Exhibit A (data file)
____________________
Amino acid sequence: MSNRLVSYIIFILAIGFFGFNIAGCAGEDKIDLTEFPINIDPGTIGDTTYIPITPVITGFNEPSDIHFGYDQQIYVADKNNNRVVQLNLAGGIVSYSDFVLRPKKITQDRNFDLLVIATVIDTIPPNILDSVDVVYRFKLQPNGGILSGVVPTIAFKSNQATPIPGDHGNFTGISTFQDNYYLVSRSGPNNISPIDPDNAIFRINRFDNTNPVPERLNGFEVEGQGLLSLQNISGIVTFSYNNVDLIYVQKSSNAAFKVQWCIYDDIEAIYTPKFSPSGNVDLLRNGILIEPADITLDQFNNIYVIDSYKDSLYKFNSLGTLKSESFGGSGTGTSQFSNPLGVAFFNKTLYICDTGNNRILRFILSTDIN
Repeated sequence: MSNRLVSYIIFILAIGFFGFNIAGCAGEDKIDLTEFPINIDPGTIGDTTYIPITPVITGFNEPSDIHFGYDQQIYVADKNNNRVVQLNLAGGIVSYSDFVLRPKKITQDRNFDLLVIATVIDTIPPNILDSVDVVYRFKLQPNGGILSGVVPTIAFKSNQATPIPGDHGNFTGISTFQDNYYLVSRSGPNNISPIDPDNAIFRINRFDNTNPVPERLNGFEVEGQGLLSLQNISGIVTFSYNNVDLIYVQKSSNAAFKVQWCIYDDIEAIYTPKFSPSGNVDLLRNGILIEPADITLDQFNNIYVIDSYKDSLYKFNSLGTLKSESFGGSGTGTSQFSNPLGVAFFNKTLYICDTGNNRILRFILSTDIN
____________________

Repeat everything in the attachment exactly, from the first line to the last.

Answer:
Amino acid sequence: MSNRLVSYIIFILAIGFFGFNIAGCAGEDKIDLTEFPINIDPGTIGDTTYIPITPVITGFNEPSDIHFGYDQQIYVADKNNNRVVQLNLAGGIVSYSDFVLRPKKITQDRNFDLLVIATVIDTIPPNILDSVDVVYRFKLQPNGGILSGVVPTIAFKSNQATPIPGDHGNFTGISTFQDNYYLVSRSGPNNISPIDPDNAIFRINRFDNTNPVPERLNGFEVEGQGLLSLQNISGIVTFSYNNVDLIYVQKSSNAAFKVQWCIYDDIEAIYTPKFSPSGNVDLLRNGILIEPADITLDQFNNIYVIDSYKDSLYKFNSLGTLKSESFGGSGTGTSQFSNPLGVAFFNKTLYICDTGNNRILRFILSTDIN
Repeated sequence: MSNRLVSYIIFILAIGFFGFNIAGCAGEDKIDLTEFPINIDPGTIGDTTYIPITPVITGFNEPSDIHFGYDQQIYVADKNNNRVVQLNLAGGIVSYSDFVLRPKKITQDRNFDLLVIATVIDTIPPNILDSVDVVYRFKLQPNGGILSGVVPTIAFKSNQATPIPGDHGNFTGISTFQDNYYLVSRSGPNNISPIDPDNAIFRINRFDNTNPVPERLNGFEVEGQGLLSLQNISGIVTFSYNNVDLIYVQKSSNAAFKVQWCIYDDIEAIYTPKFSPSGNVDLLRNGILIEPADITLDQFNNIYVIDSYKDSLYKFNSLGTLKSESFGGSGTGTSQFSNPLGVAFFNKTLYICDTGNNRILRFILSTDIN